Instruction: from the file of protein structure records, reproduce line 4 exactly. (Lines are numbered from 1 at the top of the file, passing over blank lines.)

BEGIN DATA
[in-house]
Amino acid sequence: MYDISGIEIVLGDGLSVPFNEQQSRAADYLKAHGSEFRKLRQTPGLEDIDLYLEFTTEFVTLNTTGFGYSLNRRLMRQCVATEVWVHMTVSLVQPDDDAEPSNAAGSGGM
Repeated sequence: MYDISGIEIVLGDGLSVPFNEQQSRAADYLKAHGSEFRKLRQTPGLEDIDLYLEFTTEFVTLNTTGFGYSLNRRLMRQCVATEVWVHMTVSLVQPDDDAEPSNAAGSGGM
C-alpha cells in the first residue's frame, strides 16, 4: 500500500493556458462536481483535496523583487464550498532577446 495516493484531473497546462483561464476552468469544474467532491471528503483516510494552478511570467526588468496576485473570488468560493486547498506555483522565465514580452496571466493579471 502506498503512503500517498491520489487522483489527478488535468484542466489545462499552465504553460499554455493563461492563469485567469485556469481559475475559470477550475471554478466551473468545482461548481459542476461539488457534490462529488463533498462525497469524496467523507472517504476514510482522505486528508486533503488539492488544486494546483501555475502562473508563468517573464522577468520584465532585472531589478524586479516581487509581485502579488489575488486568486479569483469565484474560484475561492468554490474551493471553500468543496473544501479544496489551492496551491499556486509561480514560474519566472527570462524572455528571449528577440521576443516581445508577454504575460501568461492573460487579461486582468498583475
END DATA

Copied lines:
C-alpha cells in the first residue's frame, strides 16, 4: 500500500493556458462536481483535496523583487464550498532577446 495516493484531473497546462483561464476552468469544474467532491471528503483516510494552478511570467526588468496576485473570488468560493486547498506555483522565465514580452496571466493579471 502506498503512503500517498491520489487522483489527478488535468484542466489545462499552465504553460499554455493563461492563469485567469485556469481559475475559470477550475471554478466551473468545482461548481459542476461539488457534490462529488463533498462525497469524496467523507472517504476514510482522505486528508486533503488539492488544486494546483501555475502562473508563468517573464522577468520584465532585472531589478524586479516581487509581485502579488489575488486568486479569483469565484474560484475561492468554490474551493471553500468543496473544501479544496489551492496551491499556486509561480514560474519566472527570462524572455528571449528577440521576443516581445508577454504575460501568461492573460487579461486582468498583475